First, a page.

Yesterday, she asked if I'd like a manicure, too. I showed her my dry, cracked peeling cuticles and ragged, mishapen nails and she almost recoiled. So, I walked on my damp toes over to her little table and she did the whole ceremony on my fingers. Who knew? They look fabulous! She only put on clear polish because I didn't want to call attention to my manly hands. But, with the cuticles trimmed and the ends shaped and shiny, they actually look really lovely. I keep looking at them. I'll do this again! Who knows, maybe I'll even get pink polish next time.

Saturday, January 01, 2011

Happy New Year! Brrr...

Baby New Year is shivering. I hope he's wearing more than just that banner and his diaper. Look at this temperature:

It might not look like much to those of you in the frozen northland (Afton, Wyo: -18 at 9:00 A.M.) or (Salt Lake City, UT: 13 degrees, 10:00 A.M.).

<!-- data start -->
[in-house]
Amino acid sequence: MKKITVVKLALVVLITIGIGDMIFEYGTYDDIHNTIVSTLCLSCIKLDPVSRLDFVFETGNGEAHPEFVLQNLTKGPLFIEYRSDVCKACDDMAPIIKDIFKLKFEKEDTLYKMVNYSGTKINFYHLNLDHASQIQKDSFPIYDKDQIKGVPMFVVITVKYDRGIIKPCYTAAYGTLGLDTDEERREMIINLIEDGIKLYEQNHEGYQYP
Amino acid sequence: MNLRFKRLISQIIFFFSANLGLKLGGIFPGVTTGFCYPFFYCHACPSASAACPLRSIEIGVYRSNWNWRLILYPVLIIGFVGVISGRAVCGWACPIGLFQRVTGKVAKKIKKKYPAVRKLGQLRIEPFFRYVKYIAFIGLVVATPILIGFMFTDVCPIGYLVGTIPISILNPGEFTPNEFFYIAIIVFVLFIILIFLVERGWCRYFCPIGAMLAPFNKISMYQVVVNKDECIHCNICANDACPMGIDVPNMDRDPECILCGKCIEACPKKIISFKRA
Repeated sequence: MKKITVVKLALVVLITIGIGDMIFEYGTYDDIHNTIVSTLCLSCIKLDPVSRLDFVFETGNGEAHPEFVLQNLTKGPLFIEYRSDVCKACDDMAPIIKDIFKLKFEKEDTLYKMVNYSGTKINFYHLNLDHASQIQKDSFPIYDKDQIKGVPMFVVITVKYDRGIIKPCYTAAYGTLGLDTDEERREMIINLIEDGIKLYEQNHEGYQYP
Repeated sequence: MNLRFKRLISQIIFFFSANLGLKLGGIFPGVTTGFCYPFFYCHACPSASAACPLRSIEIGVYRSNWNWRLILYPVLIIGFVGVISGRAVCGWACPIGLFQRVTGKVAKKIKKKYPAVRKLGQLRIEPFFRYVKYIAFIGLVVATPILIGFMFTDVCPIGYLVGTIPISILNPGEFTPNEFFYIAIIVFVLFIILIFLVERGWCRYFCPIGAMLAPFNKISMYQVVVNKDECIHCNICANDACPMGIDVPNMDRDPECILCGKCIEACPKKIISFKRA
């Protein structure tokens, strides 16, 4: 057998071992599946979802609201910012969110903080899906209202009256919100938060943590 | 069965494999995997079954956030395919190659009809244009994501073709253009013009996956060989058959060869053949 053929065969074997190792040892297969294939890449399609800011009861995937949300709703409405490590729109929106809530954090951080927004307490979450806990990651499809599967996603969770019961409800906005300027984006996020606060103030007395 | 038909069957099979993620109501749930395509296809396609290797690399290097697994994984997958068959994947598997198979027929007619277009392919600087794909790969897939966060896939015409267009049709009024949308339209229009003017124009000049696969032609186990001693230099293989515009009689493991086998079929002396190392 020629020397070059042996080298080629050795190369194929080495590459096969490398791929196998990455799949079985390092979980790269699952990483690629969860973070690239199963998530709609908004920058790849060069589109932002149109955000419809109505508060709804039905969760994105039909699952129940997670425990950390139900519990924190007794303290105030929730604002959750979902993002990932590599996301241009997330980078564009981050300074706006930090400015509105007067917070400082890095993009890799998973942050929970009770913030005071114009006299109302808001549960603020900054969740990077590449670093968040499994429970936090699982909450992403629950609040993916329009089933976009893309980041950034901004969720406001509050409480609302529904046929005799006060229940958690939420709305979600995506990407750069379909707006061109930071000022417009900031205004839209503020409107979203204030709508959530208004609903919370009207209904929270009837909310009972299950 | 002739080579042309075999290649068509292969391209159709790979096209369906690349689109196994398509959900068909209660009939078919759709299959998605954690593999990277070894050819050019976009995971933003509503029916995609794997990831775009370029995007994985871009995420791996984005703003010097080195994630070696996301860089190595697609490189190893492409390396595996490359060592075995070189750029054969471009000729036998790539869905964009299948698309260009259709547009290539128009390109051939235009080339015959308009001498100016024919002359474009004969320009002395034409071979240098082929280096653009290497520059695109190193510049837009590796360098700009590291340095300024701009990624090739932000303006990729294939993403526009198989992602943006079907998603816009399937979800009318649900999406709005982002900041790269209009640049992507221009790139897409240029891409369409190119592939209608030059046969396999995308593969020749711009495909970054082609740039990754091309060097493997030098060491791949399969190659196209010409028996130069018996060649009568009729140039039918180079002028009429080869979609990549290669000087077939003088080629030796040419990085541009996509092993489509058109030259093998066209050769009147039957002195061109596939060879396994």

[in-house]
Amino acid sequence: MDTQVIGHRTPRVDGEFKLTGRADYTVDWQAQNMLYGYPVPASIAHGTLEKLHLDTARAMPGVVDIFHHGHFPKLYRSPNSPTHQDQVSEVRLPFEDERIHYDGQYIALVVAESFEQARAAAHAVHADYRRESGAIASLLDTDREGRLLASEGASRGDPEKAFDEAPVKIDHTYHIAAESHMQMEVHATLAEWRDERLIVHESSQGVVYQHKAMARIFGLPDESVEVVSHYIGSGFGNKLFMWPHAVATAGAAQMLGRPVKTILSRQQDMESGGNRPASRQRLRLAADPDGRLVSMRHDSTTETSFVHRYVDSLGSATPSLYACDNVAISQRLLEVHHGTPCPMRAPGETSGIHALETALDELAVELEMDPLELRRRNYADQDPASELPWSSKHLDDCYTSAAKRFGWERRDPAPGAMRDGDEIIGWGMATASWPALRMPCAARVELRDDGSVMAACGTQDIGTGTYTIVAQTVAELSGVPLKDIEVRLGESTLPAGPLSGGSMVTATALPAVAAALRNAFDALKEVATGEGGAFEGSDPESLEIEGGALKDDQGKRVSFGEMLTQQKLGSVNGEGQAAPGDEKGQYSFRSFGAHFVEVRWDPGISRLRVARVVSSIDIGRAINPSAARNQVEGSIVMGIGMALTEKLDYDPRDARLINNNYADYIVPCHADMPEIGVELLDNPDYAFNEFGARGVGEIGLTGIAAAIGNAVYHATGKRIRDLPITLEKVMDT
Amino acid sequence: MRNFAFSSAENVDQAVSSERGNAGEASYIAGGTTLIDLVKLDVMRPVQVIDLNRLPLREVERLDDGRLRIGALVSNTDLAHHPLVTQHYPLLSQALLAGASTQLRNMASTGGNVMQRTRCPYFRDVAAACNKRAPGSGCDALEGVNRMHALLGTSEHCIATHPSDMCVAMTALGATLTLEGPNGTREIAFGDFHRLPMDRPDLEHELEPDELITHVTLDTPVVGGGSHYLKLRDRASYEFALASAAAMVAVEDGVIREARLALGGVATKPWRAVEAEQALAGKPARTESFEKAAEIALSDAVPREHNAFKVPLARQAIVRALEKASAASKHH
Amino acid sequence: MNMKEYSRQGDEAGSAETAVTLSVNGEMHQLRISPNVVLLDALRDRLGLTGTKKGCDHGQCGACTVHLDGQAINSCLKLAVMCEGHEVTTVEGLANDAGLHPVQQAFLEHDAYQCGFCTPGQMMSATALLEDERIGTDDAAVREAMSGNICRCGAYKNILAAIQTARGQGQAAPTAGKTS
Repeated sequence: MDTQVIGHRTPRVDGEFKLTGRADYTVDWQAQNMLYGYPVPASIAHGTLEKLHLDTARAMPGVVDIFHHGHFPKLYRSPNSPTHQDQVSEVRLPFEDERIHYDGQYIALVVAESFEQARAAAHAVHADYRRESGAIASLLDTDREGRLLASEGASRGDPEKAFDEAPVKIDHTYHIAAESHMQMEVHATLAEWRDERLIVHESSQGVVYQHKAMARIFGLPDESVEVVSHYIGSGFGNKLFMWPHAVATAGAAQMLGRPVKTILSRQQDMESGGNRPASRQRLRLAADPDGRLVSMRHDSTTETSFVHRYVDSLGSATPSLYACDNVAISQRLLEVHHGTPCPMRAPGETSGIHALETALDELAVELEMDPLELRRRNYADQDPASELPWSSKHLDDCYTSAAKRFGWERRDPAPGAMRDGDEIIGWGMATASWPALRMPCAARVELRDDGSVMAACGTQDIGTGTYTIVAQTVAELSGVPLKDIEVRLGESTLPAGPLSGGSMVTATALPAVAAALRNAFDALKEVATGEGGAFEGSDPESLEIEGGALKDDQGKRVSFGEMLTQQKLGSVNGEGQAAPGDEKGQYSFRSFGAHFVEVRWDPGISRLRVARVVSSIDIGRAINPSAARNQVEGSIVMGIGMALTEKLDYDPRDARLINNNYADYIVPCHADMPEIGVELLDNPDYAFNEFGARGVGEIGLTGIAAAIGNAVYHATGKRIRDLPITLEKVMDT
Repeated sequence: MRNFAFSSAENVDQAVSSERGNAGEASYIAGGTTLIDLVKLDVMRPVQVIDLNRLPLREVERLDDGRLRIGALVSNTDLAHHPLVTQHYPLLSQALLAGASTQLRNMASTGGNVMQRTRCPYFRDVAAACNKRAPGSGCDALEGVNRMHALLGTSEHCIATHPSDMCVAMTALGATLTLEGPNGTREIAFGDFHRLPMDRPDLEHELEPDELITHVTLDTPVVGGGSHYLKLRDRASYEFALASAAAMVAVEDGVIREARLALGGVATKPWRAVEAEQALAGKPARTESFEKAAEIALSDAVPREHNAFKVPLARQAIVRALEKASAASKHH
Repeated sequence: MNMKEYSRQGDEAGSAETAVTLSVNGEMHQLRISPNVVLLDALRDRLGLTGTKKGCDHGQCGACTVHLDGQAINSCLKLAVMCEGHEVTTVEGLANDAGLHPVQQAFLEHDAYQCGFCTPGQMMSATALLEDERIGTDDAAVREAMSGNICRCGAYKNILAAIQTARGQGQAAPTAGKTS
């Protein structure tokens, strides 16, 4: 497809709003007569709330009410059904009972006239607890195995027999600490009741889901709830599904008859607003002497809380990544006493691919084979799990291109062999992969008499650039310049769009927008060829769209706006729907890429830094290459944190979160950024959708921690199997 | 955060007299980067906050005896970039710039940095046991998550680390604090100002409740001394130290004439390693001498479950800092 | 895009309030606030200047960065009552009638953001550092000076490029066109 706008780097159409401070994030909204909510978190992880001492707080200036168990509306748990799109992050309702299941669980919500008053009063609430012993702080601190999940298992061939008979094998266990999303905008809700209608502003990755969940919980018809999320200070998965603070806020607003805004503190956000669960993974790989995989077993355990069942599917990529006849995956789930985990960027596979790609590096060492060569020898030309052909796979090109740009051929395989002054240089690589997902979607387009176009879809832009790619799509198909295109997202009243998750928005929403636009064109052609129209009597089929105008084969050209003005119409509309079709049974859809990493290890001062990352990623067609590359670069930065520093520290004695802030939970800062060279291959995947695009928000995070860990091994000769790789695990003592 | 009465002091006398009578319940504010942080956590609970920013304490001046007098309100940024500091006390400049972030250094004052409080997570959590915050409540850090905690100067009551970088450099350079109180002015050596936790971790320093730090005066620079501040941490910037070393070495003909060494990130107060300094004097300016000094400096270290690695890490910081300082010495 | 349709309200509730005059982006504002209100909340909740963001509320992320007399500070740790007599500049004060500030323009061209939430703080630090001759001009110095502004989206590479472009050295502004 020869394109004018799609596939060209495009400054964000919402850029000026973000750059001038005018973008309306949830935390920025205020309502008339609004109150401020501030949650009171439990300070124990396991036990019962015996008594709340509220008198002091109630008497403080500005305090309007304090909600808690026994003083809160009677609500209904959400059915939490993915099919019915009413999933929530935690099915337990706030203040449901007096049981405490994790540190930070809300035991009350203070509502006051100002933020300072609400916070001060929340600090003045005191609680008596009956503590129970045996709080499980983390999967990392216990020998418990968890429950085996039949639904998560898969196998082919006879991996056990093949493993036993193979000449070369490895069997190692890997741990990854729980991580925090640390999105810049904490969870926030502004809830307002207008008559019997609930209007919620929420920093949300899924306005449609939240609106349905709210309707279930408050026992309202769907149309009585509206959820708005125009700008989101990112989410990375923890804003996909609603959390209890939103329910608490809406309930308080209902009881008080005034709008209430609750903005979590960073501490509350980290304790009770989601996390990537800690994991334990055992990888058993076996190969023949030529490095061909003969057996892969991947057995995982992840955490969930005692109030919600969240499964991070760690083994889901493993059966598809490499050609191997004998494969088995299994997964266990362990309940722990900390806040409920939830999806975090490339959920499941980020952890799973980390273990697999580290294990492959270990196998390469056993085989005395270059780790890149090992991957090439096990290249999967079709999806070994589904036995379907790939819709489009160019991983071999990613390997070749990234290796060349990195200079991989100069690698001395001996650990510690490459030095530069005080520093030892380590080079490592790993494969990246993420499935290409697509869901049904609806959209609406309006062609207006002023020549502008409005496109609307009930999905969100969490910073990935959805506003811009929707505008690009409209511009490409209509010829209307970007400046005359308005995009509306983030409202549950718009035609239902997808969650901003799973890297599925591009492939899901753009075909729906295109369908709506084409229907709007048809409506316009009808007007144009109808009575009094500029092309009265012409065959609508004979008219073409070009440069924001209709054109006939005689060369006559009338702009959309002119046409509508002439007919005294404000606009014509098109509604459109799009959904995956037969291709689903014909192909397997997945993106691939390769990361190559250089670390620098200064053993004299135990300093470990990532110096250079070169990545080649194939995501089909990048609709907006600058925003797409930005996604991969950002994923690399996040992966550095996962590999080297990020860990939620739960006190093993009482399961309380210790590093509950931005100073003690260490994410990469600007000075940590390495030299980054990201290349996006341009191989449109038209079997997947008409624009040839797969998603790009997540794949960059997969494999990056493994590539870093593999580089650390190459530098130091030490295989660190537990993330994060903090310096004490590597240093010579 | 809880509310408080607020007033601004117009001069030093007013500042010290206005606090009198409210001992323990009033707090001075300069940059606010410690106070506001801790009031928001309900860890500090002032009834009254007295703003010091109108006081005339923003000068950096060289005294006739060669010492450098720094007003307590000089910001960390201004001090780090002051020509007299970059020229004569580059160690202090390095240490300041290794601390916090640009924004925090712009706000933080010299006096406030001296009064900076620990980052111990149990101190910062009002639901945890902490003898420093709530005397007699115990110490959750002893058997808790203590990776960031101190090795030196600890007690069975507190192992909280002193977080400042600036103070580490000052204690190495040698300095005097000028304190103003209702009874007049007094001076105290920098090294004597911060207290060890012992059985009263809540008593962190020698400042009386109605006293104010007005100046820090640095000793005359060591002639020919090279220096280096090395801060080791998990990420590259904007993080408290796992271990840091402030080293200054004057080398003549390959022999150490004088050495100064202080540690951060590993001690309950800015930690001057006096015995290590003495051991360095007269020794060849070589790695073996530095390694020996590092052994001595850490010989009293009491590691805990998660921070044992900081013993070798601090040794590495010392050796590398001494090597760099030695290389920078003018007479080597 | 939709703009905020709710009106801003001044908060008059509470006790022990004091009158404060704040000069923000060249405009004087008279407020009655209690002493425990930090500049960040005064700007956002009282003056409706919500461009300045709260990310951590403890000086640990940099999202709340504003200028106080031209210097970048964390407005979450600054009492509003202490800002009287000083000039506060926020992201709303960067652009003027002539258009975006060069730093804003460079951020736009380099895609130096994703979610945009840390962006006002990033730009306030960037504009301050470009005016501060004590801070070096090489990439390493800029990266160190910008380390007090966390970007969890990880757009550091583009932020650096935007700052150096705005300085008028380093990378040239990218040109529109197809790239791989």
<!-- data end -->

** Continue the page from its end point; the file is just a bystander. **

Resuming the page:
But this is the desert. We're more accustomed to this sort of temperature:
Yes, more whining...And the whining will continue until the temperatures return to a more moderate region. However, the five day forecast is for a high of 42 and lows in the 20's. We'll be shivering for another week. I actually feel bad for the tourists who came here to escape whatever frozen climes in which they live. I'm sure they were hoping for warmth.
Last night, we perched ourselves on the roof to watch the New Year's Eve fireworks show on the Strip, and it didn't disappoint. The Stratosphere look like it was launching for outer But we were seriously cold up there. When CoolGuy was skimming leaves from the hot tub prior to heating it up for our nightly soak, the water that puddled on the pool deck froze. Yeah. It was chilly. Remember---I don't whine about the hot.